Sex trafficking survivor shares struggle to move beyond labels of her past

Photo: WKRN
Photo: WKRN

NASHVILLE, Tenn. (WKRN) – A local sex trafficking survivor is speaking out about her struggle to live a normal life after her ordeal.

Her pimp began selling her when she was just 12. Drugs, abuse and being sold for sex is all she ever knew.

Her body was sold to around a half dozen strangers a day

“I started using to keep me up all night because I would get beat if I fell asleep,” she said.

Photo: WKRN
Photo: WKRN

It wasn’t until she was arrested that she was able to break free from sex trafficking.

“I got into the life at the age of 12 got out when I was 18,” she told News 2.

After serving time in jail, she was told her pending charges would be dropped following completion of the Unchained Movement program, a nonprofit residential program for sex trafficking victims.

More than a year into the program, the 20-year-old landed a job.

“I really liked it, I liked what I was doing,” she said.

A background check almost a month later showed her pending charges and she was fired from her position.

“I want to feel like a normal person, I want to do what normal people do,” she told News 2.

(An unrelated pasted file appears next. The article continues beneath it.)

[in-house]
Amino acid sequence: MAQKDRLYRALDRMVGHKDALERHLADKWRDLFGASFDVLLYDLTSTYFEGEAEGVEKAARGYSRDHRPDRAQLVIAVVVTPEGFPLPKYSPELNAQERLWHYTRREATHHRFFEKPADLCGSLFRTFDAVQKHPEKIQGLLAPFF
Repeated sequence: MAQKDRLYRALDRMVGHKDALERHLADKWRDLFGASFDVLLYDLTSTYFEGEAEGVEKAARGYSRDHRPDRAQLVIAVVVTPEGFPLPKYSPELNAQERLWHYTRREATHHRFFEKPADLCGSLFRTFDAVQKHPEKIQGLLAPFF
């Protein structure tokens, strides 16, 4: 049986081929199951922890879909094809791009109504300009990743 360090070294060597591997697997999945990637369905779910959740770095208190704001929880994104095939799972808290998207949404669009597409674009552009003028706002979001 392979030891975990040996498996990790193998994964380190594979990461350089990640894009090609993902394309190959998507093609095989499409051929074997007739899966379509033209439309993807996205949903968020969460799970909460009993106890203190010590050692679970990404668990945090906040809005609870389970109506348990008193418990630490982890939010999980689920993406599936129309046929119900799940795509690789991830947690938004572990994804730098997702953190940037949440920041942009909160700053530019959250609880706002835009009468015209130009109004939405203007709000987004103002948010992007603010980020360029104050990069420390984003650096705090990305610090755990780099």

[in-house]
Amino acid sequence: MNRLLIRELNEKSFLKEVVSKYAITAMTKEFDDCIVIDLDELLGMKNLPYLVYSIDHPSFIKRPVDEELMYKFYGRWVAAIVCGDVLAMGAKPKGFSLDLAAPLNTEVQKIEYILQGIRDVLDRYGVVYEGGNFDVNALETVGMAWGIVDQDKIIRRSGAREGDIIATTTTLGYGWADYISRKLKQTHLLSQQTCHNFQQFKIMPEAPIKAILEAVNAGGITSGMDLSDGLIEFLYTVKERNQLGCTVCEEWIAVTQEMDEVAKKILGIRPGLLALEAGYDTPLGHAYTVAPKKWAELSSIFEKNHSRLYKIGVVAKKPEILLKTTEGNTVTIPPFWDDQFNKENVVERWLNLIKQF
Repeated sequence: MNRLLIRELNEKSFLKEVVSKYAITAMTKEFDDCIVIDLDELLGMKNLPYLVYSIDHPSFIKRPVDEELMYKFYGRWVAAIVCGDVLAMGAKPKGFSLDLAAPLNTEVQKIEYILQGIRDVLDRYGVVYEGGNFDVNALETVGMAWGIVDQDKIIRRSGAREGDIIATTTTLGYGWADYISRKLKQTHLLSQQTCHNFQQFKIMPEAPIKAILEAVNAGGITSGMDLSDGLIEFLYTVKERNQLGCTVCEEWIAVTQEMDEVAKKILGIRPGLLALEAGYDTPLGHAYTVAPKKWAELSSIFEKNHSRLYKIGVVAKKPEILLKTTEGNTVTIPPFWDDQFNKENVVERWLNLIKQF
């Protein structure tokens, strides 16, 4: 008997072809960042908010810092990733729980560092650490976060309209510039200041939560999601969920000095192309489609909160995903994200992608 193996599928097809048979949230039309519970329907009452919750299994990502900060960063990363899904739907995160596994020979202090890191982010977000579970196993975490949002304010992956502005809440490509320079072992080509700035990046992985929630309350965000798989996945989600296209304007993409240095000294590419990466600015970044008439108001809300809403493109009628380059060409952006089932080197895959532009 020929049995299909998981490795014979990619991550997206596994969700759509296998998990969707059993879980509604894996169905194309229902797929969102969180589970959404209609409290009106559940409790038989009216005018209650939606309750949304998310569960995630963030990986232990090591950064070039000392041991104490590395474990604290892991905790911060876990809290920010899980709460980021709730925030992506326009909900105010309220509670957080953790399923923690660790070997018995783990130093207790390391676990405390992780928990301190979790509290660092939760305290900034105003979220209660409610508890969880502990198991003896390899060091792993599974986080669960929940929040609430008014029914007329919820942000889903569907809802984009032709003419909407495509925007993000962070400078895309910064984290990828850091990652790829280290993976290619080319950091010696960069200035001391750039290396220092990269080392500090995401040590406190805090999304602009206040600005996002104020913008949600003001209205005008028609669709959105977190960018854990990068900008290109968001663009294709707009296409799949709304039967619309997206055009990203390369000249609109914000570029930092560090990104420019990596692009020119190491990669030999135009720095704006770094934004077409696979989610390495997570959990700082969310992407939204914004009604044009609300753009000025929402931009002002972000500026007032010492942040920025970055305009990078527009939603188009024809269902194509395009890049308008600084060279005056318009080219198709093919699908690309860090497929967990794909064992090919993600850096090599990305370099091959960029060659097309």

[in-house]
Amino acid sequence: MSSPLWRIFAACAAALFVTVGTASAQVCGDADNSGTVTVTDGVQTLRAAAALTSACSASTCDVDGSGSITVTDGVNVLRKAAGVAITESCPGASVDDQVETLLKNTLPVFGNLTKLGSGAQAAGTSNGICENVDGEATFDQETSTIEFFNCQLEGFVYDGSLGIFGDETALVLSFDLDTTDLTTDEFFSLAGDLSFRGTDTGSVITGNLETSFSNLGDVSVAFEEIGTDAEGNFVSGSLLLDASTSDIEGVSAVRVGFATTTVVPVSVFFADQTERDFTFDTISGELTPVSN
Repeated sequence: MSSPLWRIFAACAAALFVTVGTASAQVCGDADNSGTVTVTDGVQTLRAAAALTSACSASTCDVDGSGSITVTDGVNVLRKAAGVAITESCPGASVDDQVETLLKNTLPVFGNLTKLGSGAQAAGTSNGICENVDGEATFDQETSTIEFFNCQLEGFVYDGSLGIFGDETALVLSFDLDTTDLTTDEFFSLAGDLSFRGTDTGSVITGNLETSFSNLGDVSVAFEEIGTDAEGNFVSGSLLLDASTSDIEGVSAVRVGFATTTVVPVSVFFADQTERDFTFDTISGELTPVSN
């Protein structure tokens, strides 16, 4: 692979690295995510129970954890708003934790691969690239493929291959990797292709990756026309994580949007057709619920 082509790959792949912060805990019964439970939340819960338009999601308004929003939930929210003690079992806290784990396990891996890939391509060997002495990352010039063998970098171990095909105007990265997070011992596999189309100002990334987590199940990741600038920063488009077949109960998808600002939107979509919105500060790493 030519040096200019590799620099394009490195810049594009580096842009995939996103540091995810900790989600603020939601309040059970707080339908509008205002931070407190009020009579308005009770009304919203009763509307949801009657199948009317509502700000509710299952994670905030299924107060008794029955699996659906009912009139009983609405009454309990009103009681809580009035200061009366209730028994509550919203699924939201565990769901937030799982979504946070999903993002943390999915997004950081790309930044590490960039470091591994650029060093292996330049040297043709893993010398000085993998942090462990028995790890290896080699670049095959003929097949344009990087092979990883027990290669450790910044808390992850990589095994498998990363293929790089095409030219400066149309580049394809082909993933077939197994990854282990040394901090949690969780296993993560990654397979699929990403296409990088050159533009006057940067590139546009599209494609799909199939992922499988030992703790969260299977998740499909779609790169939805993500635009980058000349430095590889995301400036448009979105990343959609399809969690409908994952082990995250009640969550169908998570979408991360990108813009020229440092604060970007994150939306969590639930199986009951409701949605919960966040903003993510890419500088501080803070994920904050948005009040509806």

Rachel Irby, founder of Unchained said the pending charges should have never shown up on her record and she hopes educating the public will help give women who are trying to break away from the chains, a second chance.

Photo: WKRN
Photo: WKRN

“How is it as a society can we help these girls? How is it that we can help them achieve their goals and get a fresh start in life without having to expose this really ugly and shameful part of a victimization that’s happened to them?” Irby asked. “No matter how hard I fight and try, I just get worn down and it’s like I have no fight left, I don’t have the energy to go on,” said Irby.

Irby said 150,000 teens are being trafficked every year and she hopes her program can help cut back on the number.

The trafficking survivor News 2 spoke with said she’s holding on to her dreams that she has drawn out and posted above her bed.

“I do want to own a house, I want to have kids, I want to be married,” she said.

But she said she needs society to look past her horrific childhood and forward to her future.

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